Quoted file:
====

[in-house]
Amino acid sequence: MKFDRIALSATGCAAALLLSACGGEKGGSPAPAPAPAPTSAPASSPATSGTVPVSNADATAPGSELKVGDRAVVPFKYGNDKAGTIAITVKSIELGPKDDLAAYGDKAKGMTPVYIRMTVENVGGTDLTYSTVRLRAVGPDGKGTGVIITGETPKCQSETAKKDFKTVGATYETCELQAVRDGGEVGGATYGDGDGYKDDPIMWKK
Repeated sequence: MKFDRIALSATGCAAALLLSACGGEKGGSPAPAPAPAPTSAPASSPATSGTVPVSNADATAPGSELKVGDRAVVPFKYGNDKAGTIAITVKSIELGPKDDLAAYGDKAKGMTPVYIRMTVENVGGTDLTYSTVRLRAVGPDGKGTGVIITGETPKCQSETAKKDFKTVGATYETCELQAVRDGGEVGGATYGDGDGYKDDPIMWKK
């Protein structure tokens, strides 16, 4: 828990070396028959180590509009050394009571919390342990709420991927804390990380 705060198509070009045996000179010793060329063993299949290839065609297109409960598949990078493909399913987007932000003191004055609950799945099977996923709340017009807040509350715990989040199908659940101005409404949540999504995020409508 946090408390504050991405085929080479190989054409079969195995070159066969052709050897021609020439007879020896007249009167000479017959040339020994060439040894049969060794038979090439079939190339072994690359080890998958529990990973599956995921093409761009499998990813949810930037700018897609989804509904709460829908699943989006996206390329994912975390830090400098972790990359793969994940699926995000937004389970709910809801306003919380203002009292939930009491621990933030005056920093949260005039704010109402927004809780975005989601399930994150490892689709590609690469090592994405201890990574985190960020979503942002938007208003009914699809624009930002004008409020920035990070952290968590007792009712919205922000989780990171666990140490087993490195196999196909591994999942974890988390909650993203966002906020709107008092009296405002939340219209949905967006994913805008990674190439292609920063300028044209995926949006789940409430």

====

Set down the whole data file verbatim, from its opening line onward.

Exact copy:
[in-house]
Amino acid sequence: MKFDRIALSATGCAAALLLSACGGEKGGSPAPAPAPAPTSAPASSPATSGTVPVSNADATAPGSELKVGDRAVVPFKYGNDKAGTIAITVKSIELGPKDDLAAYGDKAKGMTPVYIRMTVENVGGTDLTYSTVRLRAVGPDGKGTGVIITGETPKCQSETAKKDFKTVGATYETCELQAVRDGGEVGGATYGDGDGYKDDPIMWKK
Repeated sequence: MKFDRIALSATGCAAALLLSACGGEKGGSPAPAPAPAPTSAPASSPATSGTVPVSNADATAPGSELKVGDRAVVPFKYGNDKAGTIAITVKSIELGPKDDLAAYGDKAKGMTPVYIRMTVENVGGTDLTYSTVRLRAVGPDGKGTGVIITGETPKCQSETAKKDFKTVGATYETCELQAVRDGGEVGGATYGDGDGYKDDPIMWKK
């Protein structure tokens, strides 16, 4: 828990070396028959180590509009050394009571919390342990709420991927804390990380 705060198509070009045996000179010793060329063993299949290839065609297109409960598949990078493909399913987007932000003191004055609950799945099977996923709340017009807040509350715990989040199908659940101005409404949540999504995020409508 946090408390504050991405085929080479190989054409079969195995070159066969052709050897021609020439007879020896007249009167000479017959040339020994060439040894049969060794038979090439079939190339072994690359080890998958529990990973599956995921093409761009499998990813949810930037700018897609989804509904709460829908699943989006996206390329994912975390830090400098972790990359793969994940699926995000937004389970709910809801306003919380203002009292939930009491621990933030005056920093949260005039704010109402927004809780975005989601399930994150490892689709590609690469090592994405201890990574985190960020979503942002938007208003009914699809624009930002004008409020920035990070952290968590007792009712919205922000989780990171666990140490087993490195196999196909591994999942974890988390909650993203966002906020709107008092009296405002939340219209949905967006994913805008990674190439292609920063300028044209995926949006789940409430």